Gamra Bhakar

Gamra Bhakar

Gamra Bhakar was making mullah on a 3-stone fire when we came to interview her.  Mullah is a gravy (usually made with okra, onions, garlic, fresh or dried meat, red chili, fresh dill, and a rock salt called atron) that is eaten with the staple starch, assida (a thick porridge known as ugali in many countries in East Africa), made with flour and water. She cooks for a total of 9 family members, two of whom are under 7 years of age.  She makes two meals a day and tea 3-4 times a day.  She cooks these meals in 3 pots, one medium-sized, almost flat, round-bottom aluminum pot around 24 cm in diameter, a small, round-bottom, cast aluminum pot 17 cm in diameter, and a small flat-bottomed aluminum pot around 17 ВЅ cm in diameter, using a bundle of “wood” for each meal.  She uses plastic and straw as kindling for her fires.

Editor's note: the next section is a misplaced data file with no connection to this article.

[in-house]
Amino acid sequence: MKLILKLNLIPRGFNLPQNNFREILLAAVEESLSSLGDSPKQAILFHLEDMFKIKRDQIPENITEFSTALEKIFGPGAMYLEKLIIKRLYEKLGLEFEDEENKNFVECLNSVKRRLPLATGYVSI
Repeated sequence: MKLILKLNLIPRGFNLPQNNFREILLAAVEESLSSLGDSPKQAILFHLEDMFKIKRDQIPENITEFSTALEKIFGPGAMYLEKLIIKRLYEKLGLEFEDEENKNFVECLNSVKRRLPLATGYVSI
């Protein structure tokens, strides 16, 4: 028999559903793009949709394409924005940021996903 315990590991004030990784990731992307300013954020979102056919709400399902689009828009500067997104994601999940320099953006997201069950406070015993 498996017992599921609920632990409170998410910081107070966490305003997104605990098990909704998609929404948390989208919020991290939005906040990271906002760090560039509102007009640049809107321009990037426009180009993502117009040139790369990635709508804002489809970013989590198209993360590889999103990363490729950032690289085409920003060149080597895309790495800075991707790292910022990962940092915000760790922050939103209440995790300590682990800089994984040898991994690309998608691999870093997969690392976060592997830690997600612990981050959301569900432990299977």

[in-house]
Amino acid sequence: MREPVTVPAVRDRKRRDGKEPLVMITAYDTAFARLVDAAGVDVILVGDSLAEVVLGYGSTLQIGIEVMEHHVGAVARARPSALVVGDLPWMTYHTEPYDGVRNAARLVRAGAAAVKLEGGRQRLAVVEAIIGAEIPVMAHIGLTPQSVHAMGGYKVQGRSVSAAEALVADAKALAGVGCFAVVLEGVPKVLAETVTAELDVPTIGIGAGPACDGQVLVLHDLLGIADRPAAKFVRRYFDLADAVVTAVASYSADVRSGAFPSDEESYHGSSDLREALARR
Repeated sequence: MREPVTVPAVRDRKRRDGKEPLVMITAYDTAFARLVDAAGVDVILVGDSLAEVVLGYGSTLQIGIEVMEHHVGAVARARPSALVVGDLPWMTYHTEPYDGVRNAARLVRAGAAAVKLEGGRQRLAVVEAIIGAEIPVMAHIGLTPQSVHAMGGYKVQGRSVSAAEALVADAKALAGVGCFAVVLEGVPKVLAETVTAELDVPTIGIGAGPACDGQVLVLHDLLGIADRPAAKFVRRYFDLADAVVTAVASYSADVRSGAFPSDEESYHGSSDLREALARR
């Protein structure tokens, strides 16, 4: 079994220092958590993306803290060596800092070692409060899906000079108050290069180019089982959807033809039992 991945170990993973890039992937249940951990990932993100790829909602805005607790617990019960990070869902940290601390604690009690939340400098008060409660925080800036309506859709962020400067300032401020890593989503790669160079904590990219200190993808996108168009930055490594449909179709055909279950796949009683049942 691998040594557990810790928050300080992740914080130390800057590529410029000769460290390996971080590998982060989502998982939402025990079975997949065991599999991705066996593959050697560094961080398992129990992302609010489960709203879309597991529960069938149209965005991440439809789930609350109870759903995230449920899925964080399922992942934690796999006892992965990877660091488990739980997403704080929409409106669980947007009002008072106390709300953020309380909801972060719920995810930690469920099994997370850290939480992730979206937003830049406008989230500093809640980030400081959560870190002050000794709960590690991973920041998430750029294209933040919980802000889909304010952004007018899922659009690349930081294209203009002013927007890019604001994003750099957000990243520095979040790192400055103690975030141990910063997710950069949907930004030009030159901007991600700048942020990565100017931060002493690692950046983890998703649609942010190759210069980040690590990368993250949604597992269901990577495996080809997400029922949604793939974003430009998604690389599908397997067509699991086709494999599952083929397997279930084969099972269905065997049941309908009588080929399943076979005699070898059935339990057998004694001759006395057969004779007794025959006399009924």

She collects wood from outside the camp, even though it is illegal and “not safe”.  All the land around the camp has legal owners, and if she is caught on the road, she is at risk of being beaten by “some men”, who will also take her wood.  She goes out to collect wood twice a day; an effort that takes her 3 hours each trip for one bundle of wood – a headload.  However, once or twice a week, she has to run away without collecting wood because of some sort of danger.

Actually, what she collects are branches and roots of a noxious weed that is locally known as oushar.  Its stems are hollow, and the leaves contain a milky sap that can cause blindness when touched to the eyes, particularly in children.  It takes twice the amount of oushar to cook a meal compared with “proper” wood, therefore Gamra has to collect every day, twice a day.


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